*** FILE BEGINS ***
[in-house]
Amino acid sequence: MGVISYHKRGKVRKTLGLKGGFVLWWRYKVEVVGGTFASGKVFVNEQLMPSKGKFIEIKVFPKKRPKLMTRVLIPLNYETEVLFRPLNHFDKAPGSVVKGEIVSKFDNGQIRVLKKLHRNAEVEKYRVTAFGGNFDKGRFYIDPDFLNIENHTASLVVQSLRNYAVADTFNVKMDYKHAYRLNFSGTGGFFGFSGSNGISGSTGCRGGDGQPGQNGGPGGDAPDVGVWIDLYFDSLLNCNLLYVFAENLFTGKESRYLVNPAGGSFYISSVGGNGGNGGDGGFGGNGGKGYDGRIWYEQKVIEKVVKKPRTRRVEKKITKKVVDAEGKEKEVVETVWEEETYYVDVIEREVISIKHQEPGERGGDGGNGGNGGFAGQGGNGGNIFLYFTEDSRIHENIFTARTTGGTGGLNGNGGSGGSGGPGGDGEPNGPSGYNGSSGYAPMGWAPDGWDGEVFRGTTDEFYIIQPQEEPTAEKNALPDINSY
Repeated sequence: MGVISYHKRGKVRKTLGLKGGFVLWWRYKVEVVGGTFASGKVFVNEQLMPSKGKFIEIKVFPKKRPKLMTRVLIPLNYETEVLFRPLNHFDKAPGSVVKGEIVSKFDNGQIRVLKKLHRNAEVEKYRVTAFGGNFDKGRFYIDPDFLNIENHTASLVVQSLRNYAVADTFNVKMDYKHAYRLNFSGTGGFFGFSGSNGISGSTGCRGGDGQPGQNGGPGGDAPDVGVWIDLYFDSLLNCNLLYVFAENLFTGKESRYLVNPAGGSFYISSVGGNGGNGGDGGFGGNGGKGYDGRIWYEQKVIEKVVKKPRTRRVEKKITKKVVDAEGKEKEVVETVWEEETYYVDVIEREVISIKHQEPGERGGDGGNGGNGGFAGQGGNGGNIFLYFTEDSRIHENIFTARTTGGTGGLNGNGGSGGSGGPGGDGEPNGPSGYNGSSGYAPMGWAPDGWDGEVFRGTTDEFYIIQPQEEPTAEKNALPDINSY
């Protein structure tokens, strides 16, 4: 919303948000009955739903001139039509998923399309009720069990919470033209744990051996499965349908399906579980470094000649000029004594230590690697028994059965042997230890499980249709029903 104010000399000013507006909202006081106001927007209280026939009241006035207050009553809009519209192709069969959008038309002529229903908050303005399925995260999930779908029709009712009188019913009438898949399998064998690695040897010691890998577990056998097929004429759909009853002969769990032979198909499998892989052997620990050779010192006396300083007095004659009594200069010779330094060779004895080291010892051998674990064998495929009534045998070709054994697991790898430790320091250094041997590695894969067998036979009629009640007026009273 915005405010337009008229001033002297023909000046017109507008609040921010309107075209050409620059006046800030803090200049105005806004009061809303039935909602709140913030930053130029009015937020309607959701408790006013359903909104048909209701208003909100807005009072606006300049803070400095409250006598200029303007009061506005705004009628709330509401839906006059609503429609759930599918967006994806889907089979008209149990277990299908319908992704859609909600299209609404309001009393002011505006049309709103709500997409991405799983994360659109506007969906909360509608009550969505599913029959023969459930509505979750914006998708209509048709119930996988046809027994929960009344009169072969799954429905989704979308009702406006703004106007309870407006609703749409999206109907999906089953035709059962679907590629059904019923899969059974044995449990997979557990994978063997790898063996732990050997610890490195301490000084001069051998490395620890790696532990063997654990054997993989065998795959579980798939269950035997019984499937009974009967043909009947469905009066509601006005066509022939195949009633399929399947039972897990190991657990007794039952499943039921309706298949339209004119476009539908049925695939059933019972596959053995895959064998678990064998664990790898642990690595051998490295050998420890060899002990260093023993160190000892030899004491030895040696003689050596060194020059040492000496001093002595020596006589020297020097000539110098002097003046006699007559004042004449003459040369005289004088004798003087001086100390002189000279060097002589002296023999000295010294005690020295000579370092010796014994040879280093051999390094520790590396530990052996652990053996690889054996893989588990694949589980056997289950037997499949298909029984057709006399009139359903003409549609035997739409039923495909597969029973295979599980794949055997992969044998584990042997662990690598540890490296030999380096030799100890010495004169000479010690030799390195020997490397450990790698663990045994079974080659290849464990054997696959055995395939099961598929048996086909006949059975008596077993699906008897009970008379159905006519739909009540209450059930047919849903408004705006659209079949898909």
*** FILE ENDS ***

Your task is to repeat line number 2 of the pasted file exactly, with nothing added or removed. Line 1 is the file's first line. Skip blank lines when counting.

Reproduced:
Amino acid sequence: MGVISYHKRGKVRKTLGLKGGFVLWWRYKVEVVGGTFASGKVFVNEQLMPSKGKFIEIKVFPKKRPKLMTRVLIPLNYETEVLFRPLNHFDKAPGSVVKGEIVSKFDNGQIRVLKKLHRNAEVEKYRVTAFGGNFDKGRFYIDPDFLNIENHTASLVVQSLRNYAVADTFNVKMDYKHAYRLNFSGTGGFFGFSGSNGISGSTGCRGGDGQPGQNGGPGGDAPDVGVWIDLYFDSLLNCNLLYVFAENLFTGKESRYLVNPAGGSFYISSVGGNGGNGGDGGFGGNGGKGYDGRIWYEQKVIEKVVKKPRTRRVEKKITKKVVDAEGKEKEVVETVWEEETYYVDVIEREVISIKHQEPGERGGDGGNGGNGGFAGQGGNGGNIFLYFTEDSRIHENIFTARTTGGTGGLNGNGGSGGSGGPGGDGEPNGPSGYNGSSGYAPMGWAPDGWDGEVFRGTTDEFYIIQPQEEPTAEKNALPDINSY